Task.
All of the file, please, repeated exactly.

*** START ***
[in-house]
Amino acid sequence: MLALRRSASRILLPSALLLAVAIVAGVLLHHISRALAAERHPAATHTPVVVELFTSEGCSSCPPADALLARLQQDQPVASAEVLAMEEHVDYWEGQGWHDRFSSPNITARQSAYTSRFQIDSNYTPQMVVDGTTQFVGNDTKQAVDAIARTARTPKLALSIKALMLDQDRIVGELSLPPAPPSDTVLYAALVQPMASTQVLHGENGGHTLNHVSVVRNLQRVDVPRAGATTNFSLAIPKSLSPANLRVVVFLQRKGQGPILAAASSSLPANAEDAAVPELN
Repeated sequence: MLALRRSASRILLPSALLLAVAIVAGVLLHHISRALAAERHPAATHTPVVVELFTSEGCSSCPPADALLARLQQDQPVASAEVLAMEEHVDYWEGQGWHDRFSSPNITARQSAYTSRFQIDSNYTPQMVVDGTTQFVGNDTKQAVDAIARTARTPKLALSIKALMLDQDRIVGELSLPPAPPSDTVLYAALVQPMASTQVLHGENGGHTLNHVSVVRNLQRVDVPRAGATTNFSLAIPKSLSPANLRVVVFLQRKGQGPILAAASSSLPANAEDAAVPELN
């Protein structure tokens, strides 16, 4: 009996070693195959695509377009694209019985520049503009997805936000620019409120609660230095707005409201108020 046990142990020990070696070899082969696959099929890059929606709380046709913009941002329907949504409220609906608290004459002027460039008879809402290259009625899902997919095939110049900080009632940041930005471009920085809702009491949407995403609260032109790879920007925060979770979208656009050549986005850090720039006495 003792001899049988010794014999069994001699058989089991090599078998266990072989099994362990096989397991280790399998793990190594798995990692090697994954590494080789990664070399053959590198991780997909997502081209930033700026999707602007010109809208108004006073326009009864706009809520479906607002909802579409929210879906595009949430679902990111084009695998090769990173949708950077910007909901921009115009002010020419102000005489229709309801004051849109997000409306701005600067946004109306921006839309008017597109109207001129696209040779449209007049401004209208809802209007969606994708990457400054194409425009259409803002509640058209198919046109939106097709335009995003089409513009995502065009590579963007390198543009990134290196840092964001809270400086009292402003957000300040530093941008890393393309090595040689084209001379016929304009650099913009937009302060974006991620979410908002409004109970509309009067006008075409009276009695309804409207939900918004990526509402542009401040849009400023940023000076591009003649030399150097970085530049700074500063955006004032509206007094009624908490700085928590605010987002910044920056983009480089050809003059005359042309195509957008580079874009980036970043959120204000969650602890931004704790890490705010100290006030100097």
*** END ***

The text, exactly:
[in-house]
Amino acid sequence: MLALRRSASRILLPSALLLAVAIVAGVLLHHISRALAAERHPAATHTPVVVELFTSEGCSSCPPADALLARLQQDQPVASAEVLAMEEHVDYWEGQGWHDRFSSPNITARQSAYTSRFQIDSNYTPQMVVDGTTQFVGNDTKQAVDAIARTARTPKLALSIKALMLDQDRIVGELSLPPAPPSDTVLYAALVQPMASTQVLHGENGGHTLNHVSVVRNLQRVDVPRAGATTNFSLAIPKSLSPANLRVVVFLQRKGQGPILAAASSSLPANAEDAAVPELN
Repeated sequence: MLALRRSASRILLPSALLLAVAIVAGVLLHHISRALAAERHPAATHTPVVVELFTSEGCSSCPPADALLARLQQDQPVASAEVLAMEEHVDYWEGQGWHDRFSSPNITARQSAYTSRFQIDSNYTPQMVVDGTTQFVGNDTKQAVDAIARTARTPKLALSIKALMLDQDRIVGELSLPPAPPSDTVLYAALVQPMASTQVLHGENGGHTLNHVSVVRNLQRVDVPRAGATTNFSLAIPKSLSPANLRVVVFLQRKGQGPILAAASSSLPANAEDAAVPELN
């Protein structure tokens, strides 16, 4: 009996070693195959695509377009694209019985520049503009997805936000620019409120609660230095707005409201108020 046990142990020990070696070899082969696959099929890059929606709380046709913009941002329907949504409220609906608290004459002027460039008879809402290259009625899902997919095939110049900080009632940041930005471009920085809702009491949407995403609260032109790879920007925060979770979208656009050549986005850090720039006495 003792001899049988010794014999069994001699058989089991090599078998266990072989099994362990096989397991280790399998793990190594798995990692090697994954590494080789990664070399053959590198991780997909997502081209930033700026999707602007010109809208108004006073326009009864706009809520479906607002909802579409929210879906595009949430679902990111084009695998090769990173949708950077910007909901921009115009002010020419102000005489229709309801004051849109997000409306701005600067946004109306921006839309008017597109109207001129696209040779449209007049401004209208809802209007969606994708990457400054194409425009259409803002509640058209198919046109939106097709335009995003089409513009995502065009590579963007390198543009990134290196840092964001809270400086009292402003957000300040530093941008890393393309090595040689084209001379016929304009650099913009937009302060974006991620979410908002409004109970509309009067006008075409009276009695309804409207939900918004990526509402542009401040849009400023940023000076591009003649030399150097970085530049700074500063955006004032509206007094009624908490700085928590605010987002910044920056983009480089050809003059005359042309195509957008580079874009980036970043959120204000969650602890931004704790890490705010100290006030100097």